Amazon Prime members will get free access to Prime Music, a new streaming music service

technology
Free music for members of Prime

Amazon Prime members are getting a new perk: The company announced Thursday that it is launching its own streaming music service as part of its premium membership package.

The service, called Prime Music, comes at no extra charge to members of Amazon’s Prime service, who pay $99 a year for free two-day shipping and access to the company’s video content.

The move gives Amazon a foot in the door of the growing online music world and may help it smooth any ruffled feathers among its valuable Prime customers after it decided to hike the annual cost of Prime membership earlier this year to $99 from $79.

Prime Music is ad-free and unlimited. Like Spotify, Prime Music will let users pick the specific tracks that they want, rather than having them tune into a Pandora-like radio station featuring songs from a certain genre. Amazon also is applying its recommendation expertise to the service by suggesting tracks you might like based on the ones you choose yourself and by offering curated playlists with names like “Feel-Good Country” and “80s Dance Floor Fillers.”

Before you get too excited, however, there are a couple of caveats. The main one is that while Amazon’s new service does include songs from top artists such as Justin Timberlake, Bruno Mars, Blake Shelton and Madonna, the online retail giant hasn’t struck deals with all the major music labels.

So, the odds are that you’ll quickly find that some song you want to listen to — like any original Beatles song — isn’t available on the free service. Missing, too, are the hits of the moment. BuzzFeed reported that Amazon won’t get access to songs until the tunes have been out for six months. That kind of delay echoes other content deals the company has made, such as its agreement with HBO to include only items from the back catalog in Prime.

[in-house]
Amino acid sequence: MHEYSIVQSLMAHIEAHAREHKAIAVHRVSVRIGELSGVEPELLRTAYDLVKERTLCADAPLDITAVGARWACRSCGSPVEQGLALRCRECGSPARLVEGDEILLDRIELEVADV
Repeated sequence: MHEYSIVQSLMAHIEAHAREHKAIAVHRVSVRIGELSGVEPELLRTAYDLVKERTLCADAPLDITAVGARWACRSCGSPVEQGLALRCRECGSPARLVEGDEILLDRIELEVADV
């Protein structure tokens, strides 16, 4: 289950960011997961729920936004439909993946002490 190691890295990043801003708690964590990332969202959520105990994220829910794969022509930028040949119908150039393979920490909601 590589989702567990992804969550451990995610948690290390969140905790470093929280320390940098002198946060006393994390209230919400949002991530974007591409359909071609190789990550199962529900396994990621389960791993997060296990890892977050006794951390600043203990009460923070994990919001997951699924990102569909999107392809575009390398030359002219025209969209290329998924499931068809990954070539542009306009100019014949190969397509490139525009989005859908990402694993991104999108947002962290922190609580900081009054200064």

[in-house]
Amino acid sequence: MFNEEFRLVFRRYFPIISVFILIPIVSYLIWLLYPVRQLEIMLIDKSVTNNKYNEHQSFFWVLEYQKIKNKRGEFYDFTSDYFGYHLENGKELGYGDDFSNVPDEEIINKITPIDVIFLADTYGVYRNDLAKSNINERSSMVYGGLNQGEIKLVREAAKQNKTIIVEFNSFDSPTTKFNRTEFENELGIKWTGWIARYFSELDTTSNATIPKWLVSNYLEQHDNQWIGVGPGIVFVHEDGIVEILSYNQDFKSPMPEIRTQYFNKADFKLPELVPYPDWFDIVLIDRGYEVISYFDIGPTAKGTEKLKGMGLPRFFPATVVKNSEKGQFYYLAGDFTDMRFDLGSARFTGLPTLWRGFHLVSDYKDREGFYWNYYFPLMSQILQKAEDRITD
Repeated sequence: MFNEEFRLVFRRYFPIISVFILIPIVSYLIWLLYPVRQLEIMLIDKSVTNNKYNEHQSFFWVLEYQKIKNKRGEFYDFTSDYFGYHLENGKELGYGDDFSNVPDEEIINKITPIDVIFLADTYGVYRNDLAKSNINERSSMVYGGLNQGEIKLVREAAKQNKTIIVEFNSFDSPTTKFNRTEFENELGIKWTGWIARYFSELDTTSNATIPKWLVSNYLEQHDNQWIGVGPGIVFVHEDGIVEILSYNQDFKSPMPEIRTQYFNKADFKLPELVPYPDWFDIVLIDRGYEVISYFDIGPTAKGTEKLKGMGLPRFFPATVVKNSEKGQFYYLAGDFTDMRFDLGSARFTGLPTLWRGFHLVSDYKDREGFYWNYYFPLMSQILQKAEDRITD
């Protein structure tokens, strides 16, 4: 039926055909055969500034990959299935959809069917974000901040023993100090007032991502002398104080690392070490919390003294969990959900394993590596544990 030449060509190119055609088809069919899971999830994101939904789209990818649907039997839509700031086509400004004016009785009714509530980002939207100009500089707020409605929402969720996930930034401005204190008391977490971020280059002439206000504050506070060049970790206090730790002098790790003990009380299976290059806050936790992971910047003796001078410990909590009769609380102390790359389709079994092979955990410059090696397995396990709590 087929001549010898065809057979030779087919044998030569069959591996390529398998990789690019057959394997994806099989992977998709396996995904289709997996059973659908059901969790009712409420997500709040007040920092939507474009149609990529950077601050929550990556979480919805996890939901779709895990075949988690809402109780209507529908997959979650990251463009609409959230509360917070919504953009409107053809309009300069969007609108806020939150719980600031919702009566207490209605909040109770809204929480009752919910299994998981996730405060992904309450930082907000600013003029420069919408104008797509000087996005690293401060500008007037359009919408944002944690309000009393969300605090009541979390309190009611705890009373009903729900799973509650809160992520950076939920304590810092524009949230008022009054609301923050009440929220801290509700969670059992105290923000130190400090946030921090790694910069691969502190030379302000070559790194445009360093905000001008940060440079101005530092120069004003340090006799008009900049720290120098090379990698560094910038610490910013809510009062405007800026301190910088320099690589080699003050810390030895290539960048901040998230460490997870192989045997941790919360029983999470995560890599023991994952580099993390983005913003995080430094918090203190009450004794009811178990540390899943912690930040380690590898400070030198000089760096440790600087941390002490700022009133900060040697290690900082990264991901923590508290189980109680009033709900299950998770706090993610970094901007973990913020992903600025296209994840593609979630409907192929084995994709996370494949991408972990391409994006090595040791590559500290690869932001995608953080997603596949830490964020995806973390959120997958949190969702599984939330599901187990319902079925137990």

— Hayley Tsukayama

automobiles
Lower fuel economy ratings for Ford cars

Ford Motor Co. said Thursday that it was lowering the fuel economy ratings on six of its models, including a number of hybrids, and would reimburse owners for the difference.

The No. 2 U.S. automaker said the ratings would be cut on its 2013 and 2014 model year hybrid and plug-in hybrid vehicles as well as most 2014 Fiesta cars. It was the second time Ford cut fuel ratings for the C-Max hybrid in under a year.

“We apologize to our customers and will provide goodwill payments to affected owners,” Alan Mulally, Ford’s chief executive, said in a statement. “We also are taking steps to improve our processes and prevent issues like this from happening again.”

The restatement of mileage estimates is nothing new in the auto industry.

Last August, Ford — which has touted its superior fuel efficiency in the past — cut the ratings for the C-Max hybrid by up to 7 mpg after complaints from consumers and experts that the model’s actual mileage fell short of the company’s claims.

In 2012, an investigation by the Environmental Protection Agency showed that Hyundai Motor Co. and its affiliate Kia Motors Corp. overstated fuel economy by at least a mile per gallon. The South Korean carmakers last December agreed to pay $395 million to settle lawsuits related to the matter.

The largest change is for Ford’s Lincoln MKZ hybrid, which saw its combined city and highway fuel economy value reduced by 7 miles per gallon. Other affected models include four versions of the Fiesta, the hybrid and Energi versions of the Fusion, and the C-Max hybrid and Energi.

— Reuters

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